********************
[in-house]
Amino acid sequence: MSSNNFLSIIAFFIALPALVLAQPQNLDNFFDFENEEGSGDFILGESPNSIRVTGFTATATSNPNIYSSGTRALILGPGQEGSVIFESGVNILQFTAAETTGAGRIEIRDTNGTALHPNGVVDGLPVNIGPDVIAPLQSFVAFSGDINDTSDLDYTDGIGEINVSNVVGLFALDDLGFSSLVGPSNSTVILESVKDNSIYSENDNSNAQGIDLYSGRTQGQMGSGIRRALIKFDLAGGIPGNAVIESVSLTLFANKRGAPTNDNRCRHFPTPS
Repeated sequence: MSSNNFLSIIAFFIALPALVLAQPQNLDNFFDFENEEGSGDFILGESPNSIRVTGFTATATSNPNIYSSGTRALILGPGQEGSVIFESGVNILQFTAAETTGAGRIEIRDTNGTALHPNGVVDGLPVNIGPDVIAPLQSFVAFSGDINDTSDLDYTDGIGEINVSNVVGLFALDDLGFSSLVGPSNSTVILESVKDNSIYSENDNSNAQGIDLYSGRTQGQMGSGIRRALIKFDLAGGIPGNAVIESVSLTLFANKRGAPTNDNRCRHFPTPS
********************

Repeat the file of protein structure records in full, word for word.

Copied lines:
[in-house]
Amino acid sequence: MSSNNFLSIIAFFIALPALVLAQPQNLDNFFDFENEEGSGDFILGESPNSIRVTGFTATATSNPNIYSSGTRALILGPGQEGSVIFESGVNILQFTAAETTGAGRIEIRDTNGTALHPNGVVDGLPVNIGPDVIAPLQSFVAFSGDINDTSDLDYTDGIGEINVSNVVGLFALDDLGFSSLVGPSNSTVILESVKDNSIYSENDNSNAQGIDLYSGRTQGQMGSGIRRALIKFDLAGGIPGNAVIESVSLTLFANKRGAPTNDNRCRHFPTPS
Repeated sequence: MSSNNFLSIIAFFIALPALVLAQPQNLDNFFDFENEEGSGDFILGESPNSIRVTGFTATATSNPNIYSSGTRALILGPGQEGSVIFESGVNILQFTAAETTGAGRIEIRDTNGTALHPNGVVDGLPVNIGPDVIAPLQSFVAFSGDINDTSDLDYTDGIGEINVSNVVGLFALDDLGFSSLVGPSNSTVILESVKDNSIYSENDNSNAQGIDLYSGRTQGQMGSGIRRALIKFDLAGGIPGNAVIESVSLTLFANKRGAPTNDNRCRHFPTPS